2011-05-13

Managing your customers in tough times

Jaques Horovitz

When times are good and your company is growing, you tend to focus on increasing market share or targeting new markets, and it’s easy to forget about your customers. And although nobody enjoys trading in turbulent times, they provide the opportunity to re-assess and bring your focus back to your customers rather than the market.

 

The Acid Test

Operating in a downturn can be a good acid test of your company’s strategy. For example, your strategy is differentiation and you consider your company has something unique to offer your customers; however, if your customers start leaving for the competition, you will soon see that you did not differentiate enough.

 

In turbulent times, your emphasis must be different from that in times of growth. In the latter situation, you concentrate on three things: attracting customers; satisfying them by delivering on what you promise; and keeping them.

 

In a downturn, you have one priority: Put customer satisfaction before everything else. You need to think about the quality of your service, make sure you don’t over promise, and ensure that every customer is happy. You need to care so much about your customers that they will not be tempted away by lower-priced competitors.

 

Maintaining the Customer Relationship

You can build and maintain strong relationships with your customers in troubled times by simply following these three steps:

 

Deconstruct

Deconstruct your market customer by customer, segment by segment. What do your customers like about you? What don’t they like? When is the last time you contacted them? When was their last transaction?

 

Listen

Every customer is important, and you need to know their views and understand what they want. You can no longer think: “I don’t care, I have other customers.” Listen to what your customers are telling you and act on it.

 

Adapt

Adapt or innovate. Can you come up with a new product within your client’s budget but still within the positioning of your goods or service? The luxury goods market is a good example. In a downturn people may not be able to afford large luxury items but will spend their money on smaller indulgences. Rather than stick to the big high-priced products, if you can adapt and bring out new, smaller luxury products, you can keep the customer loyal and maintain your relationship.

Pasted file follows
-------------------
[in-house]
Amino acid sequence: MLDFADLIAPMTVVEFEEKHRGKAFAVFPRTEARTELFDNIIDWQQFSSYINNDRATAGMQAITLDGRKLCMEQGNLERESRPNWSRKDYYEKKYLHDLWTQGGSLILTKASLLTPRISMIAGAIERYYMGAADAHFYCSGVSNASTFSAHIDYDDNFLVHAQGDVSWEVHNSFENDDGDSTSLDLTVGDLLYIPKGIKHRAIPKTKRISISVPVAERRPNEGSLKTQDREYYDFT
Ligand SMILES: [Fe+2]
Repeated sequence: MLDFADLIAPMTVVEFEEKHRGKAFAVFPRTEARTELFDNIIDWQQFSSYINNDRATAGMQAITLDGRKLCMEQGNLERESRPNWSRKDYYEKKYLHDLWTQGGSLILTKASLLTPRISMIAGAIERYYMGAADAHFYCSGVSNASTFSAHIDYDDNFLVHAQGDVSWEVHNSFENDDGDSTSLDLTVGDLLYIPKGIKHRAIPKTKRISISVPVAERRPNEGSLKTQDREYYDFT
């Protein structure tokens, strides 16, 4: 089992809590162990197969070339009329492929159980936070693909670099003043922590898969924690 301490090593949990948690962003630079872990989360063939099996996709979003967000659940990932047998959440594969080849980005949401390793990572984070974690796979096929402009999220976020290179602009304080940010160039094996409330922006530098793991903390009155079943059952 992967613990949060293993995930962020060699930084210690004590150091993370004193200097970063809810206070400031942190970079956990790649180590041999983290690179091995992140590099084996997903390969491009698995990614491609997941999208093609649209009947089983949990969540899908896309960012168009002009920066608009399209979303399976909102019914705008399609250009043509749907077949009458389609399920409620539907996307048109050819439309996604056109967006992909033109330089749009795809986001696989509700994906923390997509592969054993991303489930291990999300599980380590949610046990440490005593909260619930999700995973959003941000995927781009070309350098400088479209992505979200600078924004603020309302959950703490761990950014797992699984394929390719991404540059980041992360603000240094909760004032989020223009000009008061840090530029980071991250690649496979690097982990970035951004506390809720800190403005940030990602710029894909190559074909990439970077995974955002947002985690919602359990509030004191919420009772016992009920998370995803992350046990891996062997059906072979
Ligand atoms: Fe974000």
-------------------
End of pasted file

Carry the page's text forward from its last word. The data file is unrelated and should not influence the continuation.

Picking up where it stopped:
Taking these steps alone may not be enough to avoid losing a customer. In challenging times, it’s worth considering whether there are any customers you can afford to lose, or any you should focus more of your attention on.

 

For example, you can focus your efforts on the customers who see you as a partner or as adding value to their business in terms of your market knowledge. These are the customers who are likely to stay with you; whereas those who are focused on price alone are less likely to be loyal. In challenging times, it’s worth considering whether there are any customers you can afford to lose, or any you should focus more of your attention on.

 

When there is pressure to discount your prices, remember you have other options. If you know your customer well, you may be able to offer added benefits that are normally not included in the deal, or work out a way to reduce their cost of usage. It will mean empowering your front-line staff to play on these options and to weigh up the value proposition for each customer.

 

In Summary...

In a nutshell, these are ways of maintaining your relationships with customers during challenging times:

  • Think customers, not markets
  • Focus on keeping existing customers, not simply attracting new ones
  • Think in terms of the whole “give away” — the additional benefits or cost of usage — rather than price discounts
  • Keep in constant contact with your customers, even when no sales transactions are taking place
  • Focus on the right customers
  • Adapt and innovate
  • Remember that although your sales might go down in the short term because every customer buys less, you will keep your customers in the long term

 

If you stick to these rules, you should be able to ride out the storm and keep your key customers by your side, until the waters calm. And along the way, you’ll learn a lot about your customers and your strategy.

 


Article reprinted from The Drake Business Review, a quarterly publication helping high performing managers and executives meet the challenges in their businesses now. Reprinted with the permission of author Jaques Horovitz and CEOFORUMGROUP. CEO Forum Group specializes in peer group briefings and network services for the CEOs, CFOs and HR Directors of the Australian subsidiaries of foreign-owned companies.

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